throw ex;

this code when the command is finsth, combine with try cath, return the error:


and this is my full class code:

Imports System.Data.SqlClient
Imports System.DirectoryServices.ActiveDirectory

Class clsExecuteAsync

    Public Event EnProceso(Identificador As Integer, Mensaje As String)
    Public Event Finalizado(IDentificador As Integer, Mensaje As String)
    Public Event CancelarProcesoEnEjecucion(Identificador As Integer, ByRef Cancel As Boolean)

    Dim Cancelar As Boolean

    Sub CancelarProceso()
        Cancelar = True
    End Sub

    Function test() As Boolean
        ' This is a simple example that demonstrates the usage of the
        ' BeginExecuteNonQuery functionality.
        ' The WAITFOR statement simply adds enough time to prove the
        ' asynchronous nature of the command.
        Dim commandText As String = "UPDATE Production.Product SET ReorderPoint = ReorderPoint + 1 " & "WHERE ReorderPoint Is Not Null;" & "WAITFOR DELAY '0:0:3';" & "UPDATE Production.Product SET ReorderPoint = ReorderPoint - 1 " & "WHERE ReorderPoint Is Not Null"
        Return (RunCommandAsynchronously(0, commandText, GetConnectionString()))
        Console.WriteLine("Press ENTER to continue.")

    End Function

    Function ExecuteAsync(Identificador As Integer, Sql As String, Optional CadenaConexion As String = "") As String
        If CadenaConexion = "" Then
            CadenaConexion = clsIni.LeeIni("Provider")
        End If

        Return RunCommandAsynchronously(Identificador, Sql, CadenaConexion)

    End Function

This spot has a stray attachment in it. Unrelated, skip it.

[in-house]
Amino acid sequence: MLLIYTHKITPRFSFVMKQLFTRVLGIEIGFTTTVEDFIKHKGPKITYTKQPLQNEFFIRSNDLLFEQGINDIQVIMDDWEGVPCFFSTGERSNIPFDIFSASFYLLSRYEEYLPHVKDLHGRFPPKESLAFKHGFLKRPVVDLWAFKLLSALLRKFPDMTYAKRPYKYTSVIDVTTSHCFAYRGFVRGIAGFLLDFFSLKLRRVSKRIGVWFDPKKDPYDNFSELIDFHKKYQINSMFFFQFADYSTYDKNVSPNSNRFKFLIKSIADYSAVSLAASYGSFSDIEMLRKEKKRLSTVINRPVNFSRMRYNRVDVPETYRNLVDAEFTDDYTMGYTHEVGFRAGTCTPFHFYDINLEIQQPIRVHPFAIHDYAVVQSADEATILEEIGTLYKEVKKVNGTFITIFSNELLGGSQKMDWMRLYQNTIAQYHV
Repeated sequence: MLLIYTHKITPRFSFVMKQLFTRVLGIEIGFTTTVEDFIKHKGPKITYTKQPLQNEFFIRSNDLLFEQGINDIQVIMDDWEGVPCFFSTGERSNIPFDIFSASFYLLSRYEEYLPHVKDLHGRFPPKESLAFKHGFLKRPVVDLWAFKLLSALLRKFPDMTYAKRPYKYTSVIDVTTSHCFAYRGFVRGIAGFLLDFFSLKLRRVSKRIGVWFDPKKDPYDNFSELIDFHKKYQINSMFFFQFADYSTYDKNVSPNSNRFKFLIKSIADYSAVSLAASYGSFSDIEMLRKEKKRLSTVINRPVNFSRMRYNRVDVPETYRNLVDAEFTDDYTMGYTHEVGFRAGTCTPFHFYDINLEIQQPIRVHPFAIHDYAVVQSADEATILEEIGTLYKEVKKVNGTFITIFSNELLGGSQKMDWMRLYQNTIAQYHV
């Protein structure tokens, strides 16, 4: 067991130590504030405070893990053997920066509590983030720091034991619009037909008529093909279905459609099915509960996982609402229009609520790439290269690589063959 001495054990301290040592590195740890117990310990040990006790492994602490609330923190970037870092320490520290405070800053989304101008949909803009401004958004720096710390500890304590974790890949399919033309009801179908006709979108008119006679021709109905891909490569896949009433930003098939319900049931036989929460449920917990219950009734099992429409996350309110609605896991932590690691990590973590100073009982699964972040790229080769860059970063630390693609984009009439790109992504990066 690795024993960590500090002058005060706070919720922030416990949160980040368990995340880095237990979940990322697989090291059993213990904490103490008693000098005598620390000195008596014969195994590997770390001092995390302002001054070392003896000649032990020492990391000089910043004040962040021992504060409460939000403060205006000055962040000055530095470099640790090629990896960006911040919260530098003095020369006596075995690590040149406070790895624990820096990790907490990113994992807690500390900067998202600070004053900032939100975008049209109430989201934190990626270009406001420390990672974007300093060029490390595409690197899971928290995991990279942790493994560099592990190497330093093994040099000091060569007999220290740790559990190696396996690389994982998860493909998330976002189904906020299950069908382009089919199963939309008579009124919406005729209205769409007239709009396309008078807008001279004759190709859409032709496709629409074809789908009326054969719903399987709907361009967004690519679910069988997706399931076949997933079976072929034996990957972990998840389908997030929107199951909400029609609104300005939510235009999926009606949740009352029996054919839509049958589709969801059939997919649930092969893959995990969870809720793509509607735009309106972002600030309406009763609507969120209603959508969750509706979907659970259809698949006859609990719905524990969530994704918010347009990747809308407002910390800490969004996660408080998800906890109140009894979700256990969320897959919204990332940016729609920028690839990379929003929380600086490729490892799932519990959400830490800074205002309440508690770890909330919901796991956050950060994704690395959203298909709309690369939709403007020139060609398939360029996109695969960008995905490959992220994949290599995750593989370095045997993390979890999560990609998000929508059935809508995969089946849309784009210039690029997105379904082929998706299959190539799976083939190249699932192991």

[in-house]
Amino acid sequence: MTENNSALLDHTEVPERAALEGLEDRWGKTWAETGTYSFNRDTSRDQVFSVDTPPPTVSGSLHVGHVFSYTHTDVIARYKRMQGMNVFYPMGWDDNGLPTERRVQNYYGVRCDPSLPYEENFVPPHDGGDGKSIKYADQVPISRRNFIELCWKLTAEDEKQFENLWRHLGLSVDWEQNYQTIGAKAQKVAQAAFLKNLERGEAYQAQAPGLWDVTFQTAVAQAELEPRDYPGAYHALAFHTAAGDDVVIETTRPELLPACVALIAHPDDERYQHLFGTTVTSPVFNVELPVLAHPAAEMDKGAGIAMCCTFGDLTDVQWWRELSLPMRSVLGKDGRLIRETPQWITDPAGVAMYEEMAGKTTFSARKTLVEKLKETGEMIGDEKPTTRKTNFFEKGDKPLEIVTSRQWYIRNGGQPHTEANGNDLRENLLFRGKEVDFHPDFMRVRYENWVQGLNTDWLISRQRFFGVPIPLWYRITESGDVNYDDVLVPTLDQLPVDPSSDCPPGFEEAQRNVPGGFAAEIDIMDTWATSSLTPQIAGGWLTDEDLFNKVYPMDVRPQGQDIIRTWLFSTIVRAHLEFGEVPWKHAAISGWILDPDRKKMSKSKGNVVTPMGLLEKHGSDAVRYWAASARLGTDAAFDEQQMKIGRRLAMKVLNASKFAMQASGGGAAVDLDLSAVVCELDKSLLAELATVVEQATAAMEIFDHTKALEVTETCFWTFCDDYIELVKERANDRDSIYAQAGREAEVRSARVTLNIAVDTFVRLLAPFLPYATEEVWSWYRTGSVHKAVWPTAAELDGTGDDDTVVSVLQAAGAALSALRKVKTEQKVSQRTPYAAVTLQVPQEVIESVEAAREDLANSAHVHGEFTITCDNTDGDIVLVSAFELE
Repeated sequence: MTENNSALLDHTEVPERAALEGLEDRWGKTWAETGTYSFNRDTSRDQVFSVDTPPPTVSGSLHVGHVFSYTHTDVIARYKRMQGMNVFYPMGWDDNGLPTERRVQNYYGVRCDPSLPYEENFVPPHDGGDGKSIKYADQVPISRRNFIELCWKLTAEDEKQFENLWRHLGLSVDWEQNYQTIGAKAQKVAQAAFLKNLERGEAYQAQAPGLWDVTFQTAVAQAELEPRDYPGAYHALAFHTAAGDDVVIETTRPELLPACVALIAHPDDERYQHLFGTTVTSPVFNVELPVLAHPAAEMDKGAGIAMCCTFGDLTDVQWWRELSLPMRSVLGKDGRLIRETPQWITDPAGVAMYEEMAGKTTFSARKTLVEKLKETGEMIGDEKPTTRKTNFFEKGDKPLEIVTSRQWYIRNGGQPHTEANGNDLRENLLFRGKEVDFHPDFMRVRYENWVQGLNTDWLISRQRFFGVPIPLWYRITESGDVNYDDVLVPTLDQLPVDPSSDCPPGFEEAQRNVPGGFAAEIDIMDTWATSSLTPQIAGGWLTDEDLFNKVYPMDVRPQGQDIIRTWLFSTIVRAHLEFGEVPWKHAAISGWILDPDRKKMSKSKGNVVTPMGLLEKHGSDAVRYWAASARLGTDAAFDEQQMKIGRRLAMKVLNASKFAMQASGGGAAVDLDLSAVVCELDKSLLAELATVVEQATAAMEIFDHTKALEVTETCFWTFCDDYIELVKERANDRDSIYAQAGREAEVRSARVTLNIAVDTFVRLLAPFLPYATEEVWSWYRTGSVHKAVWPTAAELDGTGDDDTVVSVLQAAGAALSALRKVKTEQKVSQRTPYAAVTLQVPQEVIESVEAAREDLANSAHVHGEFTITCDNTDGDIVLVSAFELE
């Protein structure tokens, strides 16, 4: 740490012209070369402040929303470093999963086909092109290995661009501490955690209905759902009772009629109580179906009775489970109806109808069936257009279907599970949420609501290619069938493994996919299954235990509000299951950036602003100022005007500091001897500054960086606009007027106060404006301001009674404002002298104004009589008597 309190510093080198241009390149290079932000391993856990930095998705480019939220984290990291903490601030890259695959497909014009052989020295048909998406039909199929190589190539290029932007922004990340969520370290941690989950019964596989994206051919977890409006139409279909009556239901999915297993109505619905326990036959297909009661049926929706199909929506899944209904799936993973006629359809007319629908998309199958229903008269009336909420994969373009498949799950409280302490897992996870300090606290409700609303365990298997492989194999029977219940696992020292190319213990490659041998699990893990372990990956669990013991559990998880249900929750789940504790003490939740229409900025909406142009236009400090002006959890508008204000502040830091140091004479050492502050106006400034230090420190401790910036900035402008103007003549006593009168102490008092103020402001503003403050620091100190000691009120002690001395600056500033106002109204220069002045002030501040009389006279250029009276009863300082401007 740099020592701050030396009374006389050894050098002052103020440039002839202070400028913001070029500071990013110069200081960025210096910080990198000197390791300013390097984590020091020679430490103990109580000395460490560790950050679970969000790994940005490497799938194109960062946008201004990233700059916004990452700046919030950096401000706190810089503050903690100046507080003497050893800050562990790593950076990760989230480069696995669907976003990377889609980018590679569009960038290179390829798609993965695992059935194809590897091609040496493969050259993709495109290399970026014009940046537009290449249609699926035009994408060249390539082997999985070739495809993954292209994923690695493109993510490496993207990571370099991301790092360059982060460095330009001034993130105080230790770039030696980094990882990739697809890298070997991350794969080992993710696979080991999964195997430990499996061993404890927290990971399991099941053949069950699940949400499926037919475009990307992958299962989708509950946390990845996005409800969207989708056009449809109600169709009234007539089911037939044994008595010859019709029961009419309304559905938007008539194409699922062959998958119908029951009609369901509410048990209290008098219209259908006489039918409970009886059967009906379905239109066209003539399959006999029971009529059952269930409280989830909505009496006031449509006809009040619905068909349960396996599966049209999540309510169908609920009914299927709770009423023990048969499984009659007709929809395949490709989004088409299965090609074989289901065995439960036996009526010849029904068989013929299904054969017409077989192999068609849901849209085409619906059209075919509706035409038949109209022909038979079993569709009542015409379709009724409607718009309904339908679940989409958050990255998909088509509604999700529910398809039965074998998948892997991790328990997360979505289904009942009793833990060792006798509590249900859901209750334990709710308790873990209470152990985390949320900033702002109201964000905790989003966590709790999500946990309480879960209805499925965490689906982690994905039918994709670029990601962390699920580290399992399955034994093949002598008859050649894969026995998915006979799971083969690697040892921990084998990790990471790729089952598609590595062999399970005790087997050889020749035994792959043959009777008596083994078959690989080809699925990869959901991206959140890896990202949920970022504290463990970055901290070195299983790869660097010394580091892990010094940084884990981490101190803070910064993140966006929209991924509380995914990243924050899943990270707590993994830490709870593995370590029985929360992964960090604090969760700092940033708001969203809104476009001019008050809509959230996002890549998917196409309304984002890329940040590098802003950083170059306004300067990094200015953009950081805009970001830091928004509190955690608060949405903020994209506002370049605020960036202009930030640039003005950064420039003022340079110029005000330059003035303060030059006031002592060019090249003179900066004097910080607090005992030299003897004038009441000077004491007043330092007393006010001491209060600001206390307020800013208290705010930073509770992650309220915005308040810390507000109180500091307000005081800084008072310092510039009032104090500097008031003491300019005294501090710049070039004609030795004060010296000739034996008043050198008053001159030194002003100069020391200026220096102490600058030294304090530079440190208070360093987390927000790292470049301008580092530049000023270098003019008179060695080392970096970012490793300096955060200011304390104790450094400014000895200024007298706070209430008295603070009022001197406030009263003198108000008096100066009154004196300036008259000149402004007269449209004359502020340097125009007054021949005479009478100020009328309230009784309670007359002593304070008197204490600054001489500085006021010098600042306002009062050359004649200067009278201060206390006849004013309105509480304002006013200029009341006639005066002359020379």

Function RunCommandAsynchronously(Identificador As Integer, commandText As String, connectionString As String) As String
        ' Given command text and connection string, asynchronously execute
        ' the specified command against the connection. For this example,
        ' the code displays an indicator as it is working, verifying the
        ' asynchronous behavior.
        Dim Resultado As String = ""

            Dim connection As SqlConnection
            Dim SqlCommand As SqlCommand

            connection = New SqlConnection(connectionString)
            Dim count As Integer = 0

            'testint to catch the error, but not run for me
            AddHandler connection.InfoMessage, AddressOf ErrorEnConexion

            SqlCommand = New SqlCommand(commandText, connection)
            Dim result As IAsyncResult = SqlCommand.BeginExecuteNonQuery()
            While Not result.IsCompleted
                Console.WriteLine("Waiting ({0})", count = count + 1)
                ' Wait for 1/10 second, so the counter
                ' does not consume all available resources